Charles B. Allison has been working with microprocessor hardware and firmware in embedded systems since 1975. He has a B.S. in physics and an M.B.A.. Charles has a microprocessor consulting business, Allison Technical Services, where he has been developing embedded control and monitoring products since 1984. Charles can be reached through his BBS/FAX line at (713) 777-4746 or his company, ATS, 8343 Carvel, Houston, TX 77036.
Many programmers use commercial real-time executives. Some use public domain execs while others use in-house systems developed over the years. Few programmers still try to roll their own. The presence of exec debugging tools and factory support virtually dictate the use of commercial real-time executives when feasible.
Still, there are two factors in favor of the home grown. First, it is often a very good idea to understand what is inside that little black box and building one can be very instructive. Second, one size of anything never truly fits all. That size will be too small for some applications and too large for others.
The purpose of this article is to introduce the reader to the basic concepts behind a real-time task executive by providing a very simple preemptive task executive. Tiny Exec (Listing 1 and Listing 2) is written in C. It is useful for many low-complexity applications using either standalone or MS-DOS-based platforms. Understanding this executive can help you to understand the much more complex commercially-available executives. I will attempt to accomplish this feat by first describing Tiny Exec, contrasting its approach with more complex commercial execs, and then discuss some of the considerations of using MS-DOS and its typical C compilers for real-time programming applications.
Real-time programming is based on a preemptive programming approach. Preemptive means that the processor can decide to pause execution of a section of the code and begin running another section.
The simplest example of a preemptive program is a main loop with a hardware interrupt. Whenever an interrupt occurs, the processor will stop executing the main loop and start the interrupt routine. The interrupt routine will run until completion and then return to the point in the main program where it left off. The processor will automatically save its internal flags to the stack. The interrupt program will then execute instructions that save to the stack any registers that may be modified during the interrupt routine.
Tiny Exec is a very small and rudimentary real-time executive. It is easy to rewrite in assembly language because of its simplicity. Tiny Exec may be run using a faster interrupt time than the normal MS-DOS 18.2 Hz clock rate. In some MS-DOS-based cases it may be run at rates up to around 180 Hz. In non-DOS embedded designs it is possible to run beyond 200 Hz. In Tiny Exec, this interrupt routine is based upon the hardware timer at interrupt vector 0x08.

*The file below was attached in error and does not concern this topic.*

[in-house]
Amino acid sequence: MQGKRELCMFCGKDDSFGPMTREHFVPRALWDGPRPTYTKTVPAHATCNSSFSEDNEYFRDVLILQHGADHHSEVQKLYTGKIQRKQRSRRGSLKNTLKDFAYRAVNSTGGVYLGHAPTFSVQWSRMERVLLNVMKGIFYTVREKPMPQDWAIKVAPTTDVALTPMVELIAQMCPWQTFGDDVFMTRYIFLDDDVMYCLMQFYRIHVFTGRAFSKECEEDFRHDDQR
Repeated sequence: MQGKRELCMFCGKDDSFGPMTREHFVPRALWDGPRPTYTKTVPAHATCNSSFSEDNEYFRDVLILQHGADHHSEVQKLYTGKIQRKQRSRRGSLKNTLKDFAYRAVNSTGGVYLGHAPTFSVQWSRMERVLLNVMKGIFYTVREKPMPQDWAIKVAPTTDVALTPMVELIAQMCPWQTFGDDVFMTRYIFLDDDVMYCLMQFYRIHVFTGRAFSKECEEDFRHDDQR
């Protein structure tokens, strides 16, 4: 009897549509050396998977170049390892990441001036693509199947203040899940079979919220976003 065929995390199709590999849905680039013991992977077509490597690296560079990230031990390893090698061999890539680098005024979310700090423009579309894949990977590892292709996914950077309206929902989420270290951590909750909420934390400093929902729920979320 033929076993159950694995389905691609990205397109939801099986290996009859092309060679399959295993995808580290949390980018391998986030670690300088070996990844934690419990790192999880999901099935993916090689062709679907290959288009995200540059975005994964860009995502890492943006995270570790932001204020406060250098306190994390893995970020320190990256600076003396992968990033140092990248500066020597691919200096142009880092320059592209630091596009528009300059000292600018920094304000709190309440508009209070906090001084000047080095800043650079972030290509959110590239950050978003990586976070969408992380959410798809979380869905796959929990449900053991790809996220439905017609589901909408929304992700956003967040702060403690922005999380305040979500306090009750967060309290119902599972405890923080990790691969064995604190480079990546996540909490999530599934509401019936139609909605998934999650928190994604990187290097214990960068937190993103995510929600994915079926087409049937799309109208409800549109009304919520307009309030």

Rather than running multiple programs, Tiny Exec runs multiple routines inside a single program. A routine may consist of a single C function or one that calls other C functions. There are two basic types of routines, task routines and timer routines. They differ only slightly.
Timer routines must be short since they are run as extensions to the timer interrupt and run while interrupts are disabled. Task routines are executed with interrupts enabled. They do not have the severe time constraints of the timer routines. Often, a timer routine is used to request that a task be run. Timer and task routines are defined by their presence in the timer and task arrays, respectively.
The task and timer lists each consist of two arrays. The first array for tasks consists of task flags, which indicate the state of the task, and integer down-counters for timers. The second arrays are function pointers containing the execution addresses of the various tasks and timers. Tiny Exec hard codes the number of tasks and timers along with their execution addresses. This hard coding eliminates much complexity.
Timer operation consists of setting the counter to a non-zero value. The counter is then decremented once each interrupt until it reaches zero. During the interrupt in which a timer decrements from one to zero, the associated timer routine is executed as a part of the timer interrupt.
Task routines do the processing work. These are run with interrupts enabled and may run many clock ticks. Each task has a priority which is its position in the task list. A lower priority task will be preempted and the higher priority task run whenever that higher priority task is ready to run. A higher priority task must be run to completion before Tiny Exec returns back to start or finishes a lower priority task.